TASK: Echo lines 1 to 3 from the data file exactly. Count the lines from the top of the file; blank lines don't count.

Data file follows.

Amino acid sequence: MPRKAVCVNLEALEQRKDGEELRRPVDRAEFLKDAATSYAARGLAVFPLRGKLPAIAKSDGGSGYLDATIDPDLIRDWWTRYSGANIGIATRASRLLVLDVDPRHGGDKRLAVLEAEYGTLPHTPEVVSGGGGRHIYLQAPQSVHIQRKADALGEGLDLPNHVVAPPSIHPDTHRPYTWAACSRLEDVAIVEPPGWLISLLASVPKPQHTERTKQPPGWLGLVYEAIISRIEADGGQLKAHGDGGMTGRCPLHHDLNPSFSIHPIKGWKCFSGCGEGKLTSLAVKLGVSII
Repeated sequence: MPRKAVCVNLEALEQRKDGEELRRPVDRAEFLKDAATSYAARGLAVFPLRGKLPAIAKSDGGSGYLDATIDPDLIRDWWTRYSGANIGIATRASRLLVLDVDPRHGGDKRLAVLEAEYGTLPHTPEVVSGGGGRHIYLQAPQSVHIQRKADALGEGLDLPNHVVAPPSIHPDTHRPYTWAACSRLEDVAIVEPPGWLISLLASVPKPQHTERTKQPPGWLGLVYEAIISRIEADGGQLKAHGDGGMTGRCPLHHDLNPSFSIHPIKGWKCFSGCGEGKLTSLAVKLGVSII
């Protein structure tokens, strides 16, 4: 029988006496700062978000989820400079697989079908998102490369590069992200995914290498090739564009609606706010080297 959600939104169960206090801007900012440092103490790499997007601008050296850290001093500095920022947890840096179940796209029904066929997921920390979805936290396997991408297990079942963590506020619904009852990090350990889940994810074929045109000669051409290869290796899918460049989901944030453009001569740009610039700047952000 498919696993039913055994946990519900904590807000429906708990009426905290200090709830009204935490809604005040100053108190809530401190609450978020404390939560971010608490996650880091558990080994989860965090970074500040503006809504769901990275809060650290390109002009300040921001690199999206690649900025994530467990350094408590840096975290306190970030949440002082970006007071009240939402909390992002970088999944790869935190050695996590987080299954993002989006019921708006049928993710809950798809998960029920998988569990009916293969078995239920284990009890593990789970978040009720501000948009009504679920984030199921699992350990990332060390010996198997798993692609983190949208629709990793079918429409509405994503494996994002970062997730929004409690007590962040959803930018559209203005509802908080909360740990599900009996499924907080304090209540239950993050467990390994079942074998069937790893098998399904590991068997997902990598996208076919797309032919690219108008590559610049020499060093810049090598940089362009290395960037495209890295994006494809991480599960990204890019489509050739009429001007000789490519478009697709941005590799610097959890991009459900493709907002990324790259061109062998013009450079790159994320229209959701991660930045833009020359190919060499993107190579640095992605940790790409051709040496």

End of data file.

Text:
Amino acid sequence: MPRKAVCVNLEALEQRKDGEELRRPVDRAEFLKDAATSYAARGLAVFPLRGKLPAIAKSDGGSGYLDATIDPDLIRDWWTRYSGANIGIATRASRLLVLDVDPRHGGDKRLAVLEAEYGTLPHTPEVVSGGGGRHIYLQAPQSVHIQRKADALGEGLDLPNHVVAPPSIHPDTHRPYTWAACSRLEDVAIVEPPGWLISLLASVPKPQHTERTKQPPGWLGLVYEAIISRIEADGGQLKAHGDGGMTGRCPLHHDLNPSFSIHPIKGWKCFSGCGEGKLTSLAVKLGVSII
Repeated sequence: MPRKAVCVNLEALEQRKDGEELRRPVDRAEFLKDAATSYAARGLAVFPLRGKLPAIAKSDGGSGYLDATIDPDLIRDWWTRYSGANIGIATRASRLLVLDVDPRHGGDKRLAVLEAEYGTLPHTPEVVSGGGGRHIYLQAPQSVHIQRKADALGEGLDLPNHVVAPPSIHPDTHRPYTWAACSRLEDVAIVEPPGWLISLLASVPKPQHTERTKQPPGWLGLVYEAIISRIEADGGQLKAHGDGGMTGRCPLHHDLNPSFSIHPIKGWKCFSGCGEGKLTSLAVKLGVSII
């Protein structure tokens, strides 16, 4: 029988006496700062978000989820400079697989079908998102490369590069992200995914290498090739564009609606706010080297 959600939104169960206090801007900012440092103490790499997007601008050296850290001093500095920022947890840096179940796209029904066929997921920390979805936290396997991408297990079942963590506020619904009852990090350990889940994810074929045109000669051409290869290796899918460049989901944030453009001569740009610039700047952000 498919696993039913055994946990519900904590807000429906708990009426905290200090709830009204935490809604005040100053108190809530401190609450978020404390939560971010608490996650880091558990080994989860965090970074500040503006809504769901990275809060650290390109002009300040921001690199999206690649900025994530467990350094408590840096975290306190970030949440002082970006007071009240939402909390992002970088999944790869935190050695996590987080299954993002989006019921708006049928993710809950798809998960029920998988569990009916293969078995239920284990009890593990789970978040009720501000948009009504679920984030199921699992350990990332060390010996198997798993692609983190949208629709990793079918429409509405994503494996994002970062997730929004409690007590962040959803930018559209203005509802908080909360740990599900009996499924907080304090209540239950993050467990390994079942074998069937790893098998399904590991068997997902990598996208076919797309032919690219108008590559610049020499060093810049090598940089362009290395960037495209890295994006494809991480599960990204890019489509050739009429001007000789490519478009697709941005590799610097959890991009459900493709907002990324790259061109062998013009450079790159994320229209959701991660930045833009020359190919060499993107190579640095992605940790790409051709040496």